What’s in a Name?

Names have power. From the first name our parents bestowed upon us at our birth, to the nicknames (good and bad) we

veiled goddess modron

acquired in school, to the names we have given or taken for ourselves. Each had its own power, if we allowed it, to shape and define who we were at the time.

I remember when I was in junior high school, way back at the tender age of 12, I decided that I didn’t want to be called Nancy any more. Nancy wasn’t a nice name in my mind. I wanted to be called Lynn. That was my middle name. Lynn to me spoke of sophistication and a grownup-ness that I wanted desperately to have.

Of course, my efforts to get people to call my Lynn fell on deaf ears and I went back to being Nancy within a couple of weeks.

Nancy I was and Nancy I remained until I packed up and moved from Kansas to London. Here, my name was shortened to Nan by friends and my new family. Well, my parents-in-law still called me Nancy but that’s okay.

Nan is a name that fits me now. Nan is what some children here call their grandmother and as I am now at an age where I am old enough to have grandchildren, or at least my eldest son is at an age where he is old enough to make me a grandmother though he is not quite ready otherwise. But my hair is turning (turned?) grey, my face holds a few more lines, and I am entering the crone stage of life. Nan is a good name to hold.

I have other names, and titles. Some given to me by others, some earned through study and effort. Some positive, some negative. Some I have chosen to take on as my own, some I have rejected. Some hold no power any longer. A relative addressing me as Nancy Lynn as a child would have caused trembles of fear. “What have I done wrong?” Yet when a relative addressed me in this way a few years ago, it merely caused me to laugh at her assumption that Nan the adult would respond in the same way that Nancy the child had done.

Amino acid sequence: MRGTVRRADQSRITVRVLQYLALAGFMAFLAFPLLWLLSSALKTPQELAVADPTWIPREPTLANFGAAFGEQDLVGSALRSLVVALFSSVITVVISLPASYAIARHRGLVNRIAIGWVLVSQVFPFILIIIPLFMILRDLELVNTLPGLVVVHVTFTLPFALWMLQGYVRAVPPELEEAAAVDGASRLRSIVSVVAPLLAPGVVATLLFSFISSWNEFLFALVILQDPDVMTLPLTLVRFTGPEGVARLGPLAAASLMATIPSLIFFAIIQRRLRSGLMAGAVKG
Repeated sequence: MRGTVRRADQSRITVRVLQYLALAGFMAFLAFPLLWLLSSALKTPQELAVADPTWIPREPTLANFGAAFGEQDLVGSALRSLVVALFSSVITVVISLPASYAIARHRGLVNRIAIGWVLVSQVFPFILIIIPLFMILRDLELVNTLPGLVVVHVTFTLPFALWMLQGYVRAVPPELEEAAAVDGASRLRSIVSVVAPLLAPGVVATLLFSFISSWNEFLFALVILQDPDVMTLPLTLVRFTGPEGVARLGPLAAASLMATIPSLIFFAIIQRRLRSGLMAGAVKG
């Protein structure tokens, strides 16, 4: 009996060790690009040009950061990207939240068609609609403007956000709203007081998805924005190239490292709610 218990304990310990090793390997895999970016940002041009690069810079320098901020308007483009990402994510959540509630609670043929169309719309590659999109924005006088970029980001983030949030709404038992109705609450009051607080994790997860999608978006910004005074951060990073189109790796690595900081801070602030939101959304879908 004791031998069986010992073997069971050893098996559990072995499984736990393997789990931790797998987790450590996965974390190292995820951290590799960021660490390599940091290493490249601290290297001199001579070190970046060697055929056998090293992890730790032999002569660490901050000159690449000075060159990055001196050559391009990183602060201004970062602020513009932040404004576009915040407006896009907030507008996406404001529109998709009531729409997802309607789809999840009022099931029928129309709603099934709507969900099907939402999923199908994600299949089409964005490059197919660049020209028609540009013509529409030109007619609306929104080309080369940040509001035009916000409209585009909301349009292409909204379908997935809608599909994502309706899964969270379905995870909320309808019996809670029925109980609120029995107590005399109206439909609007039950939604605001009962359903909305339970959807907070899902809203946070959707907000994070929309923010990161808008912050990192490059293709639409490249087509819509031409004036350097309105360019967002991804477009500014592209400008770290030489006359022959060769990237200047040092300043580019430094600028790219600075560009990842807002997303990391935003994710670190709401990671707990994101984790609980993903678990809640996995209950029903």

An integral part of some Pagan practices is that of taking on a “craft name” when one is initiated into a tradition, or initiated themselves as a solitary practitioner. For some, this name is secret and is only shared within ritual circle. For others, this name becomes their identity both within ritual and without. Some have gone so far, when they take on a ritual name or undergo a major transformation which includes taking a new name, to have their birth name legally changed.

In my early solitary practices I discovered and gave myself a craft name. Then when I was part of a coven in the Blue Star tradition, I was given craft names at my dedication and initiation ceremonies. The last craft name I received was given tome when I received my third degree initiation and hived away.

That name was Maedrona and it heralded the arrival of  Modron as my Patron goddess. I’ve had and used this name in ritual since 1998.

In recent years, Modron has taken a step back and is no longer my Patron Goddess. Fitting when you consider that she is a Mother Goddess and while I still have children my fertile years are past. I am moving into my croning time.

It may be that as I move more fully into this new power and new time of life a new craft name will reveal itself to me. For now though, you can call me Nan.


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